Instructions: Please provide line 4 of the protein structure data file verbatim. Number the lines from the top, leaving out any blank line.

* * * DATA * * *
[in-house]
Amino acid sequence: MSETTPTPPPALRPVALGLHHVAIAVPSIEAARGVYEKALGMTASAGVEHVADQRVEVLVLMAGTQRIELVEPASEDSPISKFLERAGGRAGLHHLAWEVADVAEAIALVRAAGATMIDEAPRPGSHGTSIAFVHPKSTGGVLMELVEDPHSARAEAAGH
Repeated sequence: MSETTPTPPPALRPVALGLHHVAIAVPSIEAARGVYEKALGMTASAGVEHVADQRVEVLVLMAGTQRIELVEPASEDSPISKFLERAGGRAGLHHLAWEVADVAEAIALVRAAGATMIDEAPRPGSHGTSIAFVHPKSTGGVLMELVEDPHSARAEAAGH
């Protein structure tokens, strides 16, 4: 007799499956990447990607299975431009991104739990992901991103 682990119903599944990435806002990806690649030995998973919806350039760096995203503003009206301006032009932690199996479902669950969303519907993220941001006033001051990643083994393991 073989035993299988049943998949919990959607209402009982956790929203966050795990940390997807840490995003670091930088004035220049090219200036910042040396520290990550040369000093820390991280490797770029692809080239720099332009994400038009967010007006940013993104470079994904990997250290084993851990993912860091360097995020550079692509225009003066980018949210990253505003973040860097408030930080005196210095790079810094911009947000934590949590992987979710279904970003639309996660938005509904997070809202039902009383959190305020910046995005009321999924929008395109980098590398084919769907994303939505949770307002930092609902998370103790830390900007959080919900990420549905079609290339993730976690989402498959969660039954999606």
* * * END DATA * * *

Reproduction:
């Protein structure tokens, strides 16, 4: 007799499956990447990607299975431009991104739990992901991103 682990119903599944990435806002990806690649030995998973919806350039760096995203503003009206301006032009932690199996479902669950969303519907993220941001006033001051990643083994393991 073989035993299988049943998949919990959607209402009982956790929203966050795990940390997807840490995003670091930088004035220049090219200036910042040396520290990550040369000093820390991280490797770029692809080239720099332009994400038009967010007006940013993104470079994904990997250290084993851990993912860091360097995020550079692509225009003066980018949210990253505003973040860097408030930080005196210095790079810094911009947000934590949590992987979710279904970003639309996660938005509904997070809202039902009383959190305020910046995005009321999924929008395109980098590398084919769907994303939505949770307002930092609902998370103790830390900007959080919900990420549905079609290339993730976690989402498959969660039954999606």